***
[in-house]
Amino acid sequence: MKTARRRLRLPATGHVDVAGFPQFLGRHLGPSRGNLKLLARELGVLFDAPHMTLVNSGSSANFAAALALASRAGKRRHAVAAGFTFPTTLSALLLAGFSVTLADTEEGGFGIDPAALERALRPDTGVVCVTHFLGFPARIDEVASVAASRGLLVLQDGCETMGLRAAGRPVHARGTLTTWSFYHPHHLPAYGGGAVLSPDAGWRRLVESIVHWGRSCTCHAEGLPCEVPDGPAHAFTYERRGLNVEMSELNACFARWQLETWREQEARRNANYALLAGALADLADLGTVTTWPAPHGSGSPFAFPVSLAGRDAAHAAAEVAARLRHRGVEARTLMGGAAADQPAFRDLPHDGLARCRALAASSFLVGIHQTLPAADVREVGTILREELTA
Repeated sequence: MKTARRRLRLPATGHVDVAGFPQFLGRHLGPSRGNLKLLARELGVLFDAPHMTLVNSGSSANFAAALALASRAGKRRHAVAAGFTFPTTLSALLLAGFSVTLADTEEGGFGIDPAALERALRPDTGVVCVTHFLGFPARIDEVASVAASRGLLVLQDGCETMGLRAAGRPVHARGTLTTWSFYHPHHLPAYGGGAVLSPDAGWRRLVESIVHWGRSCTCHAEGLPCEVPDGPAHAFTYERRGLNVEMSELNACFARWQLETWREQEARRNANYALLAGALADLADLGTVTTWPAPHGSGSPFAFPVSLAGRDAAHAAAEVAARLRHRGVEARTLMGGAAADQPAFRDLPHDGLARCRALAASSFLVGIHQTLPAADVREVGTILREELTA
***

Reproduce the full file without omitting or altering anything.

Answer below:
[in-house]
Amino acid sequence: MKTARRRLRLPATGHVDVAGFPQFLGRHLGPSRGNLKLLARELGVLFDAPHMTLVNSGSSANFAAALALASRAGKRRHAVAAGFTFPTTLSALLLAGFSVTLADTEEGGFGIDPAALERALRPDTGVVCVTHFLGFPARIDEVASVAASRGLLVLQDGCETMGLRAAGRPVHARGTLTTWSFYHPHHLPAYGGGAVLSPDAGWRRLVESIVHWGRSCTCHAEGLPCEVPDGPAHAFTYERRGLNVEMSELNACFARWQLETWREQEARRNANYALLAGALADLADLGTVTTWPAPHGSGSPFAFPVSLAGRDAAHAAAEVAARLRHRGVEARTLMGGAAADQPAFRDLPHDGLARCRALAASSFLVGIHQTLPAADVREVGTILREELTA
Repeated sequence: MKTARRRLRLPATGHVDVAGFPQFLGRHLGPSRGNLKLLARELGVLFDAPHMTLVNSGSSANFAAALALASRAGKRRHAVAAGFTFPTTLSALLLAGFSVTLADTEEGGFGIDPAALERALRPDTGVVCVTHFLGFPARIDEVASVAASRGLLVLQDGCETMGLRAAGRPVHARGTLTTWSFYHPHHLPAYGGGAVLSPDAGWRRLVESIVHWGRSCTCHAEGLPCEVPDGPAHAFTYERRGLNVEMSELNACFARWQLETWREQEARRNANYALLAGALADLADLGTVTTWPAPHGSGSPFAFPVSLAGRDAAHAAAEVAARLRHRGVEARTLMGGAAADQPAFRDLPHDGLARCRALAASSFLVGIHQTLPAADVREVGTILREELTA